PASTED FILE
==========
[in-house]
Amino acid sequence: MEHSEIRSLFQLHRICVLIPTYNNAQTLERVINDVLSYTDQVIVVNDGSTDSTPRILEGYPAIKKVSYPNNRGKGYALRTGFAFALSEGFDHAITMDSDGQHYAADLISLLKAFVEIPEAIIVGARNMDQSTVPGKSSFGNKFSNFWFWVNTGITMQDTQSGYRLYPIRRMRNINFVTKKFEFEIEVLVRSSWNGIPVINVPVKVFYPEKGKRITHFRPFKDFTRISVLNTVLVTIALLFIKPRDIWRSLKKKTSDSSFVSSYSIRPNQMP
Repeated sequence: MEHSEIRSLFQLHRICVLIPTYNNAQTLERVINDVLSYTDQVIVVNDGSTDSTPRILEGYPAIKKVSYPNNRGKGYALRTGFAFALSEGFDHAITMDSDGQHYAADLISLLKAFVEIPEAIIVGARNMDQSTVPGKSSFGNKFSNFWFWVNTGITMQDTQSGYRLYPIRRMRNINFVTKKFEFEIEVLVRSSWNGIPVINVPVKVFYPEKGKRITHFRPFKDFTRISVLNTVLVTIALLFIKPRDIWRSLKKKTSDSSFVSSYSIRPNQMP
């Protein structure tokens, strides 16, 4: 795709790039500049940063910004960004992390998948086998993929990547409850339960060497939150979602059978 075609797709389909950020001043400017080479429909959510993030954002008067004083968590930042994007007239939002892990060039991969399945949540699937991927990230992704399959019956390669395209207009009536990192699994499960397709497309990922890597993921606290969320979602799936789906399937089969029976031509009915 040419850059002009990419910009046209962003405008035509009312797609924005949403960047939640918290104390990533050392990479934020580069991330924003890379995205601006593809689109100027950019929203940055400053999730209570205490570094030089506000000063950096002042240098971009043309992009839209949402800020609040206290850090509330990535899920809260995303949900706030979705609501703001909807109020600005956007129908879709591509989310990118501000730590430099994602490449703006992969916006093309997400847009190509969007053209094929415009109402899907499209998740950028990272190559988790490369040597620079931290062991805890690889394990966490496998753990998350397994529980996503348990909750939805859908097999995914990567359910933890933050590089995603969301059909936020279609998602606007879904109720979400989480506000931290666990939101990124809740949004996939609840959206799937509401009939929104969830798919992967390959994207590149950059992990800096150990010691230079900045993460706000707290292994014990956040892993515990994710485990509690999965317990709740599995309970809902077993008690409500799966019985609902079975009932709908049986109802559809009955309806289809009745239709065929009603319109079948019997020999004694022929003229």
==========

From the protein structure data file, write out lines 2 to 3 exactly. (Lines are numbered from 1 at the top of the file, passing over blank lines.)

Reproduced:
Amino acid sequence: MEHSEIRSLFQLHRICVLIPTYNNAQTLERVINDVLSYTDQVIVVNDGSTDSTPRILEGYPAIKKVSYPNNRGKGYALRTGFAFALSEGFDHAITMDSDGQHYAADLISLLKAFVEIPEAIIVGARNMDQSTVPGKSSFGNKFSNFWFWVNTGITMQDTQSGYRLYPIRRMRNINFVTKKFEFEIEVLVRSSWNGIPVINVPVKVFYPEKGKRITHFRPFKDFTRISVLNTVLVTIALLFIKPRDIWRSLKKKTSDSSFVSSYSIRPNQMP
Repeated sequence: MEHSEIRSLFQLHRICVLIPTYNNAQTLERVINDVLSYTDQVIVVNDGSTDSTPRILEGYPAIKKVSYPNNRGKGYALRTGFAFALSEGFDHAITMDSDGQHYAADLISLLKAFVEIPEAIIVGARNMDQSTVPGKSSFGNKFSNFWFWVNTGITMQDTQSGYRLYPIRRMRNINFVTKKFEFEIEVLVRSSWNGIPVINVPVKVFYPEKGKRITHFRPFKDFTRISVLNTVLVTIALLFIKPRDIWRSLKKKTSDSSFVSSYSIRPNQMP